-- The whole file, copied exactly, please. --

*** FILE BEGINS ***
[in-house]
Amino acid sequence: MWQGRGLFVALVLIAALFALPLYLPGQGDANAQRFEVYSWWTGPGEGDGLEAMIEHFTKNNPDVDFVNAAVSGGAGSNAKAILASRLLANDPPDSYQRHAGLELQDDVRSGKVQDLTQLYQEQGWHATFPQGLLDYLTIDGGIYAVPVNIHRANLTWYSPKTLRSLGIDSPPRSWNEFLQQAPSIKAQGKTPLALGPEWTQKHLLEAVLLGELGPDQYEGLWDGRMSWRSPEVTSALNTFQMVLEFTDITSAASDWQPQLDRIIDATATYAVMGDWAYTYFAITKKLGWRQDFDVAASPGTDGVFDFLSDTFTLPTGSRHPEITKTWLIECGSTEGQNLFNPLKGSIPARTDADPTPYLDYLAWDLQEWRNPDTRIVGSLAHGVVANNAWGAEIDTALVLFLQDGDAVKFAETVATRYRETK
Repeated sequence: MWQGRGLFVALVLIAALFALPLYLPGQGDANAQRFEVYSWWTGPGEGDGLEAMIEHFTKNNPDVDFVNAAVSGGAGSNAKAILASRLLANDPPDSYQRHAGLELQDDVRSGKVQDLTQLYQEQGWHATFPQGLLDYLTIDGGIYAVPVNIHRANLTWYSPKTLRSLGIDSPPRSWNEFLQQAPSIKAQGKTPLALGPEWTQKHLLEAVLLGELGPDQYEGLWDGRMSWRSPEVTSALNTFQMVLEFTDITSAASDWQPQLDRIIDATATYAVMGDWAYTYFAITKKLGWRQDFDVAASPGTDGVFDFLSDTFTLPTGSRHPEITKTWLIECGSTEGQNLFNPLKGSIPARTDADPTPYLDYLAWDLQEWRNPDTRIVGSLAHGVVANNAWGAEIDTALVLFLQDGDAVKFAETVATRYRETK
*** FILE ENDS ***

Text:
[in-house]
Amino acid sequence: MWQGRGLFVALVLIAALFALPLYLPGQGDANAQRFEVYSWWTGPGEGDGLEAMIEHFTKNNPDVDFVNAAVSGGAGSNAKAILASRLLANDPPDSYQRHAGLELQDDVRSGKVQDLTQLYQEQGWHATFPQGLLDYLTIDGGIYAVPVNIHRANLTWYSPKTLRSLGIDSPPRSWNEFLQQAPSIKAQGKTPLALGPEWTQKHLLEAVLLGELGPDQYEGLWDGRMSWRSPEVTSALNTFQMVLEFTDITSAASDWQPQLDRIIDATATYAVMGDWAYTYFAITKKLGWRQDFDVAASPGTDGVFDFLSDTFTLPTGSRHPEITKTWLIECGSTEGQNLFNPLKGSIPARTDADPTPYLDYLAWDLQEWRNPDTRIVGSLAHGVVANNAWGAEIDTALVLFLQDGDAVKFAETVATRYRETK
Repeated sequence: MWQGRGLFVALVLIAALFALPLYLPGQGDANAQRFEVYSWWTGPGEGDGLEAMIEHFTKNNPDVDFVNAAVSGGAGSNAKAILASRLLANDPPDSYQRHAGLELQDDVRSGKVQDLTQLYQEQGWHATFPQGLLDYLTIDGGIYAVPVNIHRANLTWYSPKTLRSLGIDSPPRSWNEFLQQAPSIKAQGKTPLALGPEWTQKHLLEAVLLGELGPDQYEGLWDGRMSWRSPEVTSALNTFQMVLEFTDITSAASDWQPQLDRIIDATATYAVMGDWAYTYFAITKKLGWRQDFDVAASPGTDGVFDFLSDTFTLPTGSRHPEITKTWLIECGSTEGQNLFNPLKGSIPARTDADPTPYLDYLAWDLQEWRNPDTRIVGSLAHGVVANNAWGAEIDTALVLFLQDGDAVKFAETVATRYRETK